Scripture Notes.


Hebrews 9:28.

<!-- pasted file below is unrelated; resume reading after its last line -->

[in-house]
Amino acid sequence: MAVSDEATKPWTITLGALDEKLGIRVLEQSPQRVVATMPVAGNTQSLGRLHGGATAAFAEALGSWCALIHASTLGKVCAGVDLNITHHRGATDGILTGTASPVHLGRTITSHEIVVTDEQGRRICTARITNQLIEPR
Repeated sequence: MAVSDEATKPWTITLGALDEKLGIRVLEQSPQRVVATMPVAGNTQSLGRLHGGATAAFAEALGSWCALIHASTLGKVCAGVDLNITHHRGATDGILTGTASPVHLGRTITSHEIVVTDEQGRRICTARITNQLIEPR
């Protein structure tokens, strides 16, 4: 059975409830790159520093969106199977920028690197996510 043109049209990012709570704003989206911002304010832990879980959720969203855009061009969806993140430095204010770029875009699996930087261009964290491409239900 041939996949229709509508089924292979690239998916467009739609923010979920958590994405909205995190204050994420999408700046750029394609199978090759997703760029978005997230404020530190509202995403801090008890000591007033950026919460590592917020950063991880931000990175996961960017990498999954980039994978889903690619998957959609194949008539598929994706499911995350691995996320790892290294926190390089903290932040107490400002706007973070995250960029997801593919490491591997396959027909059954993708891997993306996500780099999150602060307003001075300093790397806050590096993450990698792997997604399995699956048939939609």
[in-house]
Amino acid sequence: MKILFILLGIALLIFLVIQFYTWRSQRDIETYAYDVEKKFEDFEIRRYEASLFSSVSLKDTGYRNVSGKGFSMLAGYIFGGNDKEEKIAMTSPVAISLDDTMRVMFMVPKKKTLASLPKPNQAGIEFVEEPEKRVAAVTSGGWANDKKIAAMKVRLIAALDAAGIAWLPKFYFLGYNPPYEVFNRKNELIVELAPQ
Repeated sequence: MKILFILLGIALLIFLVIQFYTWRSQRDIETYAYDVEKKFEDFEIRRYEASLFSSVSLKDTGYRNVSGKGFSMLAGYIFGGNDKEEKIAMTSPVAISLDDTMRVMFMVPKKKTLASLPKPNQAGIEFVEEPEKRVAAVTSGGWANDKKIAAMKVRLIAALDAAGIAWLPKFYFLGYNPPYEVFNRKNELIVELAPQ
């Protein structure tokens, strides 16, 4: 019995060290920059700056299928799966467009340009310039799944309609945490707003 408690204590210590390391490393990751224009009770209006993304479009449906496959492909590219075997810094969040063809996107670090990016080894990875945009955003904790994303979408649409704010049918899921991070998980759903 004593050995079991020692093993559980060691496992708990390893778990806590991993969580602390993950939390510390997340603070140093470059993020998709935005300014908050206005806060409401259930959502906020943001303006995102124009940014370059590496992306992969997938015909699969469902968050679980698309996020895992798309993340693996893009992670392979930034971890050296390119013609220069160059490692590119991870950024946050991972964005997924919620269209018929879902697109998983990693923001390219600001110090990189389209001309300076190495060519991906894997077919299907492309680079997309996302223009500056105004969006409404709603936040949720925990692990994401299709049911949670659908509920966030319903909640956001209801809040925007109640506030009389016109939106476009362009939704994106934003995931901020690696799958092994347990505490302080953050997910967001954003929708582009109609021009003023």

Two things have to be borne in mind in considering this passage; first, that it applies to Christians; and, secondly, that it is the appearing, as indeed is plainly stated, and not the coming of Christ, as for example in 1 Thess, 4, to which the apostle refers. Both of these points demand a few words of explanation. As to the application of the scripture, it is very evident that those - the "many" - whose sins Christ was once offered to bear, are those who are described as looking for Him. The question put is, Whether they might not be the Jewish remnant after the rapture of the church? The answer is, That while the saints of a coming age may not be wholly excluded, the appearing of Christ the second time without sin unto salvation could not, in the connection of these words, apply to any but Christians. When Christ first appeared He had to do with sin (v. 26), and in His death He was the Substitute for His people, bearing their sins; when He appears the second time it will be "apart" from sin, having nothing more to do with it, because every question concerning it was taken up and settled once and for ever on the cross. He will therefore appear the second time "without sin" for the salvation of His people - "salvation" being here used in its full and complete sense, as including all that has been secured for us by the death and resurrection of Christ. If it be thought, however, that all Christians are not looking for Christ, the answer is, that it is a characteristic description. Many believers may have lost the expectation of the appearing; but they are on the ground of waiting for His return, and the Spirit of God thus speaks of all as in this attitude. Concerning the second point, it should be always remembered that the appearing of Christ is the goal of the Christian whenever he is looked at as under responsibility, or indeed as a pilgrim journeying on through the wilderness to his eternal rest, as in this epistle. The hope of the church is the corning of Christ to receive His people (1 Thess. 4); but whenever believers are seen in any aspect of responsibility the appearing of Christ in glory with His saints is the "blessed hope," for then the full issue of our course through this world will be displayed, when the Lord "shall come to be glorified in His saints, and to be admired in all them that believe." (2 Thess. 1:10; see also Colossians 3:4, 1 Tim. 6:14, Titus 2:13, 1 Peter 1:7, etc., etc.)